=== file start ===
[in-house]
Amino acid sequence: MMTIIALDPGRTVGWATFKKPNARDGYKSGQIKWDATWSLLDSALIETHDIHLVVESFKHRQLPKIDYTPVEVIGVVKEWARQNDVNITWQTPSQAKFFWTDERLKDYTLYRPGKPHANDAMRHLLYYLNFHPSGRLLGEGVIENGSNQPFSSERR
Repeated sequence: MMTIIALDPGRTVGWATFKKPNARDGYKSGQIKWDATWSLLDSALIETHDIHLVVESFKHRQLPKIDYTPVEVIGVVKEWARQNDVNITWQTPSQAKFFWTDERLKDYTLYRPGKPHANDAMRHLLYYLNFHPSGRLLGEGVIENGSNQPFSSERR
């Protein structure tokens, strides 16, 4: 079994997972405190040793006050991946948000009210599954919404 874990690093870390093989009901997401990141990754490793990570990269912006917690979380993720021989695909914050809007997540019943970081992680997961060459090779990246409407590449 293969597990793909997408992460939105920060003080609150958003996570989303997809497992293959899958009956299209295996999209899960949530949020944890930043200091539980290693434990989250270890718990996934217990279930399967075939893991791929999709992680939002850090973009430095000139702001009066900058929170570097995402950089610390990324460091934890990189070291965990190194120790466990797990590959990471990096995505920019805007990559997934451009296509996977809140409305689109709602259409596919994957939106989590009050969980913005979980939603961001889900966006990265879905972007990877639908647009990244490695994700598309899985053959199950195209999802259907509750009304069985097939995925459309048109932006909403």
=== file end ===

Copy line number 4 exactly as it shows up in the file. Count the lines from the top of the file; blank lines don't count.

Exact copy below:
């Protein structure tokens, strides 16, 4: 079994997972405190040793006050991946948000009210599954919404 874990690093870390093989009901997401990141990754490793990570990269912006917690979380993720021989695909914050809007997540019943970081992680997961060459090779990246409407590449 293969597990793909997408992460939105920060003080609150958003996570989303997809497992293959899958009956299209295996999209899960949530949020944890930043200091539980290693434990989250270890718990996934217990279930399967075939893991791929999709992680939002850090973009430095000139702001009066900058929170570097995402950089610390990324460091934890990189070291965990190194120790466990797990590959990471990096995505920019805007990559997934451009296509996977809140409305689109709602259409596919994957939106989590009050969980913005979980939603961001889900966006990265879905972007990877639908647009990244490695994700598309899985053959199950195209999802259907509750009304069985097939995925459309048109932006909403």